In her later years, Margaret Mead proved that one person can make a profound difference. In addition to adding richly to the entire emerging discipline of anthropology, she championed world hunger, childhood education, and mental health. She was small in stature but left a huge footprint. Writing from in the 1920s until her death in 1978, Mead’s ideas were revolutionary. During her lifetime she was an international superstar. She became a common household name when she started writing a regular column in Redbook Magazine. But as is often the case with revolutionaries, someone was bound to take aim at her body of work. And because anthropology was new and is still evolving as a discipline, in time, she and her work became the subject of controversy, most notably among conservatives, but also by some progressives, a sign that she was rocking the cultural foundation of the modern age from both ends of the spectrum. After she died and was no longer able to defend herself, several of her most staunch critics bludgeoned her work. Despite whether you agree or disagree with her practices and theories, however, she has earned her place in history and will forever remain an icon—a role model for women and a professional figure to respect and admire.
I’d love for you to read Euphoria. And if you like adventure stories, I have several other favorite titles you may want to consider adding to your To Be Read List:
River of Doubt, by Candice Millard. River of Doubt (nonfiction) chronicles Theodore Roosevelt’s harrowing trip on an unchartered tributary of the Amazon River in 1912. We knew he was an adventurer, but this is one trip that challenged all of his strength. By the way, you won’t be disappointed by the stellar research that went into this book. Millard is a former writer and editor for National Geographic. You know where I'm going with this ... Such credentials speak for themselves.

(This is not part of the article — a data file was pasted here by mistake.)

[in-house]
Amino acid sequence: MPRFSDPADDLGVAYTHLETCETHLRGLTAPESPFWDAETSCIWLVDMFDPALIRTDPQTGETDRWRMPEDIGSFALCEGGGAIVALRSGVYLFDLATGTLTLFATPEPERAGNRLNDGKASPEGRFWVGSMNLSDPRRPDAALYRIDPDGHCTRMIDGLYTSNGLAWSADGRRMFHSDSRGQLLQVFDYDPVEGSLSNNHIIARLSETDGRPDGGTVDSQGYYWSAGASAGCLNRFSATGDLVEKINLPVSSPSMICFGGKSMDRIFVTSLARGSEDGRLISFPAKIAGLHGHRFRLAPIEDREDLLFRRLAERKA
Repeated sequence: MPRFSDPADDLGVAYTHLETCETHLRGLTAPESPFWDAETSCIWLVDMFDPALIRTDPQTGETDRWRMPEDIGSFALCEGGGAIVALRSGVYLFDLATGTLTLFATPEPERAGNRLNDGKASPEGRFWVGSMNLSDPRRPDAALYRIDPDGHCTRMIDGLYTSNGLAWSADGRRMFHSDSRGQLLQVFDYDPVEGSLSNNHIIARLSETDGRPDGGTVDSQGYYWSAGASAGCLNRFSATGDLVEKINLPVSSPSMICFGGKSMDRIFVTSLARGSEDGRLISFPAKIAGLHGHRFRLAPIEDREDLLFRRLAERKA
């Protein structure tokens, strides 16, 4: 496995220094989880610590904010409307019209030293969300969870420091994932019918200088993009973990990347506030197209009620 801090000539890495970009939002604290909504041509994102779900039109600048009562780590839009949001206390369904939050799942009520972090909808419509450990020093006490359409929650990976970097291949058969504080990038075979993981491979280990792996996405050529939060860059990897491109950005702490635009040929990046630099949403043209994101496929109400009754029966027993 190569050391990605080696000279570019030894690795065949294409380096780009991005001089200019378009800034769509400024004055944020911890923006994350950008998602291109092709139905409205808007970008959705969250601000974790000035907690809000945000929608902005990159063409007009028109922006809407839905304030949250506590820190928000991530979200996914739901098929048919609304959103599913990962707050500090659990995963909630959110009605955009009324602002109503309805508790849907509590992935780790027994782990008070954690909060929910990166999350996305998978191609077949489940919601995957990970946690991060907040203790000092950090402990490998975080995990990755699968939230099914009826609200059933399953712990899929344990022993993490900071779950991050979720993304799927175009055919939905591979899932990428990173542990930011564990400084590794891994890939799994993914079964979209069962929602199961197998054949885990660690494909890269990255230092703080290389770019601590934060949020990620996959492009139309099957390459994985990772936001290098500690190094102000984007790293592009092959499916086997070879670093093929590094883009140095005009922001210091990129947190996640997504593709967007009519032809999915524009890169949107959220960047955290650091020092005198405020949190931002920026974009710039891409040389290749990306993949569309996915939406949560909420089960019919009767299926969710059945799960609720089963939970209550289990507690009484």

Out of Africa, by Isak Dineson (pen name for Karen Dineson Blixen). Karen Blixen really did have a farm in Africa. Out of Africa is her memoir of her years in Kenya from 1914 to 1931. Don’t just watch the movie (which happens to be my favorite movie all time). The book is an equally engaging read about an extraordinary woman during a tumultuous time in a storied place in history. And there was also a love triangle. Two love triangles, in fact. Biographies of Dineson are equally fascinating.
Circling the Sun, by Paula McLain. McLain’s novel was inspired by Beryl Markham, a daredevil of a woman living in Africa in the early part of the twentieth century who was a horse trainer and a pioneering female aviator, most notably the first person to fly solo, non-stop, across the Atlantic Ocean to North American. She was also an actual love interest of Denys Finch Hatton, the love of Karen Blixen’s life (see above).
Of course, there are many more adventure stories like these. If you know of one, I’d love to read it, especially if it is about a fearless woman from the past. Post the title in the comments section below where any and all reactions to this post are welcome.
Thanks for reading. I’m glad you’re here.
Photos are in the public domain.